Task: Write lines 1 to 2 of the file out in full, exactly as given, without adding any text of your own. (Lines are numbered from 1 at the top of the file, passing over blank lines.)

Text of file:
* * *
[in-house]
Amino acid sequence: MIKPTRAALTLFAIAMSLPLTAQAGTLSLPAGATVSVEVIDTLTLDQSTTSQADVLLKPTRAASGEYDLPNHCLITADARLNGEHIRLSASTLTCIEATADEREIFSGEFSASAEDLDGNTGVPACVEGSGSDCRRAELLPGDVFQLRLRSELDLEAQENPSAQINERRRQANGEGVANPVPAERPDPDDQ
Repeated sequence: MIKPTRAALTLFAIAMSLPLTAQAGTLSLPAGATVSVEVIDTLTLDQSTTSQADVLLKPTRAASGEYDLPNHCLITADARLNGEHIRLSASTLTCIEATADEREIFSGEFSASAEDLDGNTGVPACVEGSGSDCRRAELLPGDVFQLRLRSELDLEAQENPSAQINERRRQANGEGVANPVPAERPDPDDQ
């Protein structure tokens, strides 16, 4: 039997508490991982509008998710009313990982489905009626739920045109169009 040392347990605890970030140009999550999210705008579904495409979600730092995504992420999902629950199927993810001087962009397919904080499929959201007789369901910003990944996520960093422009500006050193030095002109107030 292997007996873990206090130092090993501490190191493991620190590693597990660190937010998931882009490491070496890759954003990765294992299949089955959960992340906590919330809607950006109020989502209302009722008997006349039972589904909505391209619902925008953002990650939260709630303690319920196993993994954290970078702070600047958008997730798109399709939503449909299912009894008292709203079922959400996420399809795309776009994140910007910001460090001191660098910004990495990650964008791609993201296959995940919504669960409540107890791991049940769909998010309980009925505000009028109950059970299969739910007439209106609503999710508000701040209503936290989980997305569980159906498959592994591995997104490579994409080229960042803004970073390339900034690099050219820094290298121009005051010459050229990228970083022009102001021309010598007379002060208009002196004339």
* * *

[in-house]
Amino acid sequence: MIKPTRAALTLFAIAMSLPLTAQAGTLSLPAGATVSVEVIDTLTLDQSTTSQADVLLKPTRAASGEYDLPNHCLITADARLNGEHIRLSASTLTCIEATADEREIFSGEFSASAEDLDGNTGVPACVEGSGSDCRRAELLPGDVFQLRLRSELDLEAQENPSAQINERRRQANGEGVANPVPAERPDPDDQ